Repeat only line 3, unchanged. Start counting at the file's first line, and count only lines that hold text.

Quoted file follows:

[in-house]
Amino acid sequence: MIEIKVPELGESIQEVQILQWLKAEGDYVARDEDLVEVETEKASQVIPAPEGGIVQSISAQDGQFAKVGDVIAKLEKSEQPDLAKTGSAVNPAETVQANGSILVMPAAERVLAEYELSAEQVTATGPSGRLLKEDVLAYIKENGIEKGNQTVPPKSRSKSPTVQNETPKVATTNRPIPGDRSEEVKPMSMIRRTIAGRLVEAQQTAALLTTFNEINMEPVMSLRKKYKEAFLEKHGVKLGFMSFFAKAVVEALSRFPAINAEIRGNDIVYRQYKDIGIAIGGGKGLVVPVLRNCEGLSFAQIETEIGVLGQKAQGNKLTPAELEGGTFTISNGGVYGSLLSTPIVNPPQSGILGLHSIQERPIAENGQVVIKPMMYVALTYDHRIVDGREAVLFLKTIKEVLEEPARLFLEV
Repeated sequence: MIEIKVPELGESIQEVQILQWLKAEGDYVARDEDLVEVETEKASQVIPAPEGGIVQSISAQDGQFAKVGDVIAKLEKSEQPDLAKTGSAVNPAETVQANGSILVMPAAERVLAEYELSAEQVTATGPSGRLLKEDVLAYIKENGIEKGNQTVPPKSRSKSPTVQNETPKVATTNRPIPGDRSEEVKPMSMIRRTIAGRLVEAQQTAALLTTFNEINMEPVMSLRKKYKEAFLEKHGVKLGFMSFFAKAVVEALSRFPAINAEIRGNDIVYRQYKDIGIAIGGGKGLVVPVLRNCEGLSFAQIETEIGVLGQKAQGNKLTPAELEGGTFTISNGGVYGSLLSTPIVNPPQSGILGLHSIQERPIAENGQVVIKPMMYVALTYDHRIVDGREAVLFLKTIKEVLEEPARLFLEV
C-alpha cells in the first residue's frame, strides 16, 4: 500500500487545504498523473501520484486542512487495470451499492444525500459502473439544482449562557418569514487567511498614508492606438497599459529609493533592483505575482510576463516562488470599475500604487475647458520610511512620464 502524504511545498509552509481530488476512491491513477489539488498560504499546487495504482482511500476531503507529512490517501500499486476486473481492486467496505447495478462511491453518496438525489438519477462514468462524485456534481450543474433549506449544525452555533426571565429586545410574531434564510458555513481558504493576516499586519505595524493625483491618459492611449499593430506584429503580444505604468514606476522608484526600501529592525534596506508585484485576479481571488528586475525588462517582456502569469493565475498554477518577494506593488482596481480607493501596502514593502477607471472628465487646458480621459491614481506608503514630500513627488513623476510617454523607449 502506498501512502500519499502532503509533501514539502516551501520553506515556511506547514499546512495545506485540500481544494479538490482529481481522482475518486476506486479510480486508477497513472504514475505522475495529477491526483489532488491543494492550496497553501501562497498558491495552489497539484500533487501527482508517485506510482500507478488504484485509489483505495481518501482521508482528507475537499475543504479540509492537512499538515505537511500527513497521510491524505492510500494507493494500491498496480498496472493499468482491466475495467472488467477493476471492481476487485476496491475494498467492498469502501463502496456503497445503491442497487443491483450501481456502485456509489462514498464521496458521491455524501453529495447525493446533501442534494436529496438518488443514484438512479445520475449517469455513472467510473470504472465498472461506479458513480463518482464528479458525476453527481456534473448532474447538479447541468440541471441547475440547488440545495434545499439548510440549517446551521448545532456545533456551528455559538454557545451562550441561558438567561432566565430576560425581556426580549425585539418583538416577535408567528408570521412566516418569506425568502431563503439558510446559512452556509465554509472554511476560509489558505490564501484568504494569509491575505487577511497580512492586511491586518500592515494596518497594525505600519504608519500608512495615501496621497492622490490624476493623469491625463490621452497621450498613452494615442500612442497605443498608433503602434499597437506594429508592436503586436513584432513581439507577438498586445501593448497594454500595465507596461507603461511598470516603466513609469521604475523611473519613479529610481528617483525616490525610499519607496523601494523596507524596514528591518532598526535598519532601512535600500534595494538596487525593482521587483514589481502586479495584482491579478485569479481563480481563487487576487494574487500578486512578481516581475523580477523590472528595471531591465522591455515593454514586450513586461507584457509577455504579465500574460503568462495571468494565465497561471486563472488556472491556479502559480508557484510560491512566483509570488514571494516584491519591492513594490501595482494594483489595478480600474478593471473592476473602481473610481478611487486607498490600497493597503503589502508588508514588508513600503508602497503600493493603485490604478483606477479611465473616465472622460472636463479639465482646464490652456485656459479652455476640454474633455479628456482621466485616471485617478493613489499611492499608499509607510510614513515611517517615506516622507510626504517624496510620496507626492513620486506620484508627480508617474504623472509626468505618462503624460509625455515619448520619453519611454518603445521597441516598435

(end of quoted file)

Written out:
Repeated sequence: MIEIKVPELGESIQEVQILQWLKAEGDYVARDEDLVEVETEKASQVIPAPEGGIVQSISAQDGQFAKVGDVIAKLEKSEQPDLAKTGSAVNPAETVQANGSILVMPAAERVLAEYELSAEQVTATGPSGRLLKEDVLAYIKENGIEKGNQTVPPKSRSKSPTVQNETPKVATTNRPIPGDRSEEVKPMSMIRRTIAGRLVEAQQTAALLTTFNEINMEPVMSLRKKYKEAFLEKHGVKLGFMSFFAKAVVEALSRFPAINAEIRGNDIVYRQYKDIGIAIGGGKGLVVPVLRNCEGLSFAQIETEIGVLGQKAQGNKLTPAELEGGTFTISNGGVYGSLLSTPIVNPPQSGILGLHSIQERPIAENGQVVIKPMMYVALTYDHRIVDGREAVLFLKTIKEVLEEPARLFLEV